Pease seeks to enhance state of manufacturing
New company seeks to enhance state of manufacturing
By Paul Briand
Posted Nov. 8, 2015 at 2:01 AM
PORTSMOUTH – IPSUMM, newly installed at Pease International Tradeport, is essentially five companies in one.
At the top is IPSUMM (www.ipsumm.com) itself, described by its president and chief executive officer, John Kodzis, as “a portfolio company with four business units.”
The business units include: USM Americas, Hudson Cutting Solutions, Next Generation Precision Machine (NGPM), and i2i Engineering.
Seemingly disparate in their names, “they’re all focused on manufacturing,” according to Kodzis.
USM Americas (www.usm-americas.com) distributes the machines, components and supplies to make any kind of shoe. Hudson Cutting Solutions (www.hudsoncutting.com) is a supplier of new and warranteed used die cutting, splitting and skiving machinery and supplies. NGPM (www.ngpm.solutions) specializes in production machinery spare parts and tooling. i2i’s (www.i2iengineering.com) expertise is in automation, using robotic software and machinery.
Each company runs on its own, with its own management structure, its own set of books, with its own profit and loss statements. USM Americas, for instance, is based in Montreal and has its own company president.
“None of the companies are forced to work together,” said Kodzis. “But they have the benefit of talking to each other.”
One might have a product or work solution for the other. Each can purchase – or not purchase – each other’s goods and services.
What IPSUMM provides is the overall management on behalf of a group of private equity investors. It provides the human resources, operations coordination, financial oversight and combined sales.
It’s similar to what you’ll find at a business like International Office Suites at Pease – lots of businesses in one location sharing administrative services. But, instead of being white-collar based, as IOS is, IPSUMM’s focus is on manufacturing.
“One of the most important things we have is the culture we’re growing,” said Kodzis.
While two of the legacy companies – USM Americas and Hudson Cutting – have been around for several years, IPSUMM’s creation dates back to 2012 in Salisbury, Massachusetts. “We look for new entities to buy into this,” Kodzis said of its foundation as a management company. “It’s almost like a community, if you will.”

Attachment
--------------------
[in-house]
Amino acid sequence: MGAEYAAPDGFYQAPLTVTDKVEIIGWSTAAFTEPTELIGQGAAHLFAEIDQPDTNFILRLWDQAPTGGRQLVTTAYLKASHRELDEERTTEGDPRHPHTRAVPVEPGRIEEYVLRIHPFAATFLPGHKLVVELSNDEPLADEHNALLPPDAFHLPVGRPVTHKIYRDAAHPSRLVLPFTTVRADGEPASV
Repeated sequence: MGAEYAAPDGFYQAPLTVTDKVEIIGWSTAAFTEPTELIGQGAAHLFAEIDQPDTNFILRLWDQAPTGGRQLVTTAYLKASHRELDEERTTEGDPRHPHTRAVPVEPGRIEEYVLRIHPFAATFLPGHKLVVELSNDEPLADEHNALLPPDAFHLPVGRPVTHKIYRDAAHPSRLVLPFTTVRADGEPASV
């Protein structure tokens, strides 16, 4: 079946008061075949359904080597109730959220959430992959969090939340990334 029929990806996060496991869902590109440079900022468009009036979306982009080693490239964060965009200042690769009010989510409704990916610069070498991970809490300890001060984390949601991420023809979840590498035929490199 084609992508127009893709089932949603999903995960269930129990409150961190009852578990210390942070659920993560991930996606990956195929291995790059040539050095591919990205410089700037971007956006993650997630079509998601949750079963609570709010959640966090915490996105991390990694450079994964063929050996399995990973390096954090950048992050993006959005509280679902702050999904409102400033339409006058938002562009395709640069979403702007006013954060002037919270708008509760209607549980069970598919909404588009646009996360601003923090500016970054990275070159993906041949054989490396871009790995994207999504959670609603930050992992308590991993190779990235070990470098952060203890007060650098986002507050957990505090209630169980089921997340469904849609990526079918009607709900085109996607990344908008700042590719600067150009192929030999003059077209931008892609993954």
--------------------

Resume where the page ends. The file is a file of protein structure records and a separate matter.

It was outgrowing its space, according to Kodzis, and looking for property it could invest in. IPSUMM considered locations in Massachusetts, particularly in the North Shore region just over the state line from the Granite State.
It was George Armstead, IPSUMM’s global sales and marketing director, who drove to Pease to take a look around, seeing the vacant building at 68 New Hampshire Ave., the former home of AmSafe Logistics and Support.
That property was previously in a zoning district at Pease that was for aviation dependent businesses. It was rezoned in late 2014 by the Pease Development Authority for commercial. “It aligns itself to the market better as a commercial use than as an aviation use,” PDA Executive Director David Mullen said at the time.
Kodzis recalled hearing from Armstead about his recon mission. “He said, ‘Hey, this looks like a pretty good space,’” he said. “You could see the activity on the tradeport; it was buzzing.”
After some renovation, IPSUMM moved in with its 27 employees. Five remain in Massachusetts and will transition to the Pease location. Its 18,500 square feet are divided between office/administrative and light manufacturing, assembly and distribution. It held an open house Oct. 20 and about 100 people attended.
Kodzis, while concentrating on the company’s needs of today, is looking ahead to the future of manufacturing and how IPSUMM might play a role.
Take the example of footwear, a manufacturing segment with a long history in New Hampshire that has all but faded. There is a strong presence of shoemakers in neighboring Massachusetts (New Balance, Puma and Reebok, to name a few) but little making of the shoes.
“They’re still looking for ways to be competitive,” said Armstead. “Footwear styles change all the time, techniques change all the time.”
Kodzis hopes IPSUMM can help these and others adopt what he calls “tactical manufacturing” techniques that introduce new kinds of machinery – with smarter software and robotics – to make the process of making something more efficient. The i2i products, for instance, use a software called IRIS (Intelligent Robotic Integrated Systems) that can do a variety of tasks in a processing line, such as cutting, assembling, painting and packaging.
“Manufacturing is only going to stay here if we can do it smarter,” Kodzis said.
Some of those tools and ideas exist within the IPSUMM structure, according to Kodzis. But he’d like to see the property on New Hampshire Avenue further developed into an innovation incubation center that helps new and emerging tactical manufacturers get their ideas to market.
Think AlphaLoft for manufacturing. AlphaLoft, with its locations in Portsmouth, Durham and Manchester, is widely known for helping entrepreneurial thinking about the tech sector. IPSUMM could apply the same mentoring for the manufacturing sector, according to Kodzis.
The company promotes what it believes can be the simple ideas of innovation, which is why it uses a paper airplane in its logo.
“You take a piece of paper. You fold it, you fly it. Simplicity,” Kodzis said. “We’re trying to educate people to get them to think differently.”